In today’s world, there seems to be a shift in attitude towards using animals for entertainment purposes. SeaWorld is a prime example. More and more compassionate individuals are speaking up for the voiceless – standing tall and trying to make a difference in a never-ending fight against animal cruelty. What about the massive, profit-driven industries such as horse racing? Have we become too complacent, too accepting of this form of “entertainment”? Horses are exploited, worn out and ultimately discarded when no longer useful. Some are fortunate enough to find themselves in loving retirement homes; most end up in the slaughter pipeline after their careers are over – a shameful “reward” for so many dedicated years of service. Others simply disappear, their past forgotten. This is the story of one such horse.
Background on the Racing Industry
No matter what city you are in, you are likely to come across a race track – whether it is thoroughbred racing or harness racing. It is a money-making business and a large one at that. Horses that are deemed “worthy” of entering the racing world do so at a very young age. They begin training despite the fact that their skeletal systems are still growing. They are driven hard and forced to work only to satisfy human nature’s greed. Drugs including painkillers and steroids are administered on a regular basis to mask any injuries, simply prolonging suffering. Often the horse will continue to race despite serious injuries. It is estimated that three thoroughbred horses die on the track every day.
They spend the majority of their lives in stalls, in training or racing on the track. Once their winning days are over and they no longer bring a profit to their owners, they will make a trip to the proverbial farm – the slaughter plant. Roughly 10,000 race horses are sent to slaughter every year, making a long journey to either Canada or Mexico. Is this a life deserving of such a majestic creature?
On June 4, 2005, a standardbred filly was brought into this world. Soon to enter the racing industry, she was given a track name and a freeze brand on the right side of her neck. She began her racing career as a two-year-old in June of 2007. She was taught to be a harness racer, pulling a small sulky at high speeds. She would continue to race until 2011. She won well over $300,000 in her years of racing. She would run her last race on October 23, 2011 – a race that she lost. This would end her career as she was no longer profitable to her owners. It was a matter of days before she would be leaving on a truck heading for unthinkable horrors.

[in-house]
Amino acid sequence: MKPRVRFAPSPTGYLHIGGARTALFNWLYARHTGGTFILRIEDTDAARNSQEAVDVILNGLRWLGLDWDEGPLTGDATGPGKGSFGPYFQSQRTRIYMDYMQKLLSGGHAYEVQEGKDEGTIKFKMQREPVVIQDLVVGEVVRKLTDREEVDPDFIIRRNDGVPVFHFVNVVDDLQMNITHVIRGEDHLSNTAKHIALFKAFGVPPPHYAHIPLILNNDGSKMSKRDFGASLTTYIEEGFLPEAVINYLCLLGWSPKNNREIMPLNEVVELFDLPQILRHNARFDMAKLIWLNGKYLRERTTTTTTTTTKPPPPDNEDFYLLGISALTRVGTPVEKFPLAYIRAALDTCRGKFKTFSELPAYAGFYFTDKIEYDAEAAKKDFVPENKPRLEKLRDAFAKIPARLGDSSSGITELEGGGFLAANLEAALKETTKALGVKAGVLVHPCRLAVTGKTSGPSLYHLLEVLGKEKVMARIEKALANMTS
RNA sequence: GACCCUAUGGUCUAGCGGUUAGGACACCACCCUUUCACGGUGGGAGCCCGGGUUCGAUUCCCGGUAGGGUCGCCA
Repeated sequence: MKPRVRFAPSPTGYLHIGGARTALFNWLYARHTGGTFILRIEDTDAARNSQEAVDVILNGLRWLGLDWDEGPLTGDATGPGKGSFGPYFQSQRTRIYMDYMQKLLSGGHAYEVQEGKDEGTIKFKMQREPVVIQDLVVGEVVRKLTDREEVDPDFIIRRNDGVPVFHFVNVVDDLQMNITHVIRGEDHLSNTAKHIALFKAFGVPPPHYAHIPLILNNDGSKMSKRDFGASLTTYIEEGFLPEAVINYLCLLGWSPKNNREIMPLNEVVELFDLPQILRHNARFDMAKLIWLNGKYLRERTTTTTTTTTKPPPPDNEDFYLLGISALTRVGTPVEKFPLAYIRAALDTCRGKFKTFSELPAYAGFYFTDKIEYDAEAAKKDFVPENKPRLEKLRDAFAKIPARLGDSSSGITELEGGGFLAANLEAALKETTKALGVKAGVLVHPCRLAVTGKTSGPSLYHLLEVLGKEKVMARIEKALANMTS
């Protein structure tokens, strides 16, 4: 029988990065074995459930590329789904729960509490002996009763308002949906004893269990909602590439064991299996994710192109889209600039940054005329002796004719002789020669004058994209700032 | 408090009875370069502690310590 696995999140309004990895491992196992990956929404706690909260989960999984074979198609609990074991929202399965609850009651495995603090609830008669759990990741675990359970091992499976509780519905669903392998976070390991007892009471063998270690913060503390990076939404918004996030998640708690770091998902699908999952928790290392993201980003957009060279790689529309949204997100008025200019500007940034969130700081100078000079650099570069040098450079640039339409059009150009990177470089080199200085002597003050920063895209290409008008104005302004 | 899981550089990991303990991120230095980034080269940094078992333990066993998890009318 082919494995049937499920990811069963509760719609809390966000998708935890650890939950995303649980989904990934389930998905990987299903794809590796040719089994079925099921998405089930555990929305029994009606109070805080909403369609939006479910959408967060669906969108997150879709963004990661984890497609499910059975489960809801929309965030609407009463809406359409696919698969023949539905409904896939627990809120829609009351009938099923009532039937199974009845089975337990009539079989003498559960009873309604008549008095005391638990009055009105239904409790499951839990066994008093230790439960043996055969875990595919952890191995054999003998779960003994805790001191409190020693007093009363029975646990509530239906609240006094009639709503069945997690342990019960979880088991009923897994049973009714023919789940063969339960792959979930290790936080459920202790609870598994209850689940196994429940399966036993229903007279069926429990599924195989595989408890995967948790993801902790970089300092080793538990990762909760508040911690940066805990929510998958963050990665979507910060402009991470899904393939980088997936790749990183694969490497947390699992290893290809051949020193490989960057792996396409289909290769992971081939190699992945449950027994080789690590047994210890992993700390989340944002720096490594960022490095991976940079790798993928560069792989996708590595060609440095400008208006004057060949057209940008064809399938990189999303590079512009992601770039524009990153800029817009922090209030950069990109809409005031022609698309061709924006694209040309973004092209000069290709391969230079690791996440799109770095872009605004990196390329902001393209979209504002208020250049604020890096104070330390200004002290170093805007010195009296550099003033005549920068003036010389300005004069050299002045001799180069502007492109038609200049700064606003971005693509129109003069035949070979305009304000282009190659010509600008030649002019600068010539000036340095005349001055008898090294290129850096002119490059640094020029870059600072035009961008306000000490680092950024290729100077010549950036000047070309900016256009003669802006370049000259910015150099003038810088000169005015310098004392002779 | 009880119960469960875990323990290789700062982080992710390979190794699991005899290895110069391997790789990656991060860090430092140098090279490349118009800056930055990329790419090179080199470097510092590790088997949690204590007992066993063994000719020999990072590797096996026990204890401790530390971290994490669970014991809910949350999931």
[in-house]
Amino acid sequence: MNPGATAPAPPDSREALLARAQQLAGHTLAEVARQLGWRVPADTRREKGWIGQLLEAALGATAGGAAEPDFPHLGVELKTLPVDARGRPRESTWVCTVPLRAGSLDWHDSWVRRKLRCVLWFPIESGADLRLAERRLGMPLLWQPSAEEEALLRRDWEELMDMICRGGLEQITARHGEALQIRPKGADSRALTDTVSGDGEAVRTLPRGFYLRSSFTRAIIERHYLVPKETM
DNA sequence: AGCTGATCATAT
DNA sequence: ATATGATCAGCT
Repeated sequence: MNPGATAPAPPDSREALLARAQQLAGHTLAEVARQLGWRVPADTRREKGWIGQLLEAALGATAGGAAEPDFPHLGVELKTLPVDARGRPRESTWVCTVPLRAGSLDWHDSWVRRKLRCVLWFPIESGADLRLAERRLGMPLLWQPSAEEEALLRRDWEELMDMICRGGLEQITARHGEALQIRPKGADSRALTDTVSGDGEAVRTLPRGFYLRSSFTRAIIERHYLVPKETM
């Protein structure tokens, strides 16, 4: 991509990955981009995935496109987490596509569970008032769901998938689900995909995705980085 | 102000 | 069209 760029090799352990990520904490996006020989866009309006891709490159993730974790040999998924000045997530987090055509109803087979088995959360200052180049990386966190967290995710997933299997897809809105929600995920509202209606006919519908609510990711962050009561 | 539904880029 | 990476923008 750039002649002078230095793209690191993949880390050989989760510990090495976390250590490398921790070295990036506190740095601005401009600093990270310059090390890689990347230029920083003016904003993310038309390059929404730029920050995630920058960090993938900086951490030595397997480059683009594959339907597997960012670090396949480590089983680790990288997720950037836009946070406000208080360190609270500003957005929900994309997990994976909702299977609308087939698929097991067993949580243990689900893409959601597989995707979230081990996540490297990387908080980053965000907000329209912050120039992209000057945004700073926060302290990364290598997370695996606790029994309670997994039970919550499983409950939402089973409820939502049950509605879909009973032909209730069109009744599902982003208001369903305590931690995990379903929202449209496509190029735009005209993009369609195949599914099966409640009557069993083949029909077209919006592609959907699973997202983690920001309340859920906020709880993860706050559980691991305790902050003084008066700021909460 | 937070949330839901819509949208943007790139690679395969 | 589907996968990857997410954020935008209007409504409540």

Fate intervened and thanks to a number of compassionate individuals, including her former trainer, she would be spared a trip to the slaughter plant. She was pulled directly from the barns at the race track and loaded on a trailer heading to a new life. She was made to disappear. With this new-found freedom, she was given a new name – Chances.
Learning to be a Horse
Chances had never been given the opportunity to be a horse. She had spent the majority of her life in stalls and on tracks. Upon her arrival at her new home and sanctuary, she was confused and unsure of her surroundings. There was no stall to live in, no strict training approaches, only loving and understanding people. Chances did not even know how to graze and interact with other horses.
It would take nearly two years for Chances to find her way in her new environment. She arrived scared, untrusting and ready to protect herself at all costs. Over time, she realized that she was safe and protected. Today, Chances lives in a small herd with four other rescue mares. They are inseparable, sharing an unbreakable bond. She has learned to act like a horse and to accept human kindness.
Evidence of her past still hangs on. Her hind legs are marked with the scars from procedures used to numb injuries. At 10 years old, Chances suffers from arthritis – a result of being pushed too hard at a young age. To most, Chances is “dead,” her past erased and forgotten. Only her veterinarian recognized her, a happy ending as it was assumed Chances had been sent to slaughter. Instead, she was given a new life, a new chance at being a horse, living in peace and comfort.
What You Can Do
Chances received the happy ending that all race horses deserve. You can help by educating yourself and others about the horse racing industry and advocating on behalf of these animals. Do not support race tracks or horse racing events in any way. You can learn more by reaching out to your local equine rescues and sanctuaries, especially those working hard to provide new lives for race horses.
“The greatness of a nation and its moral progress can be judged by the way its animals are treated.”
- Mahatma Gandhi
All image source: Penny Lane Sanctuary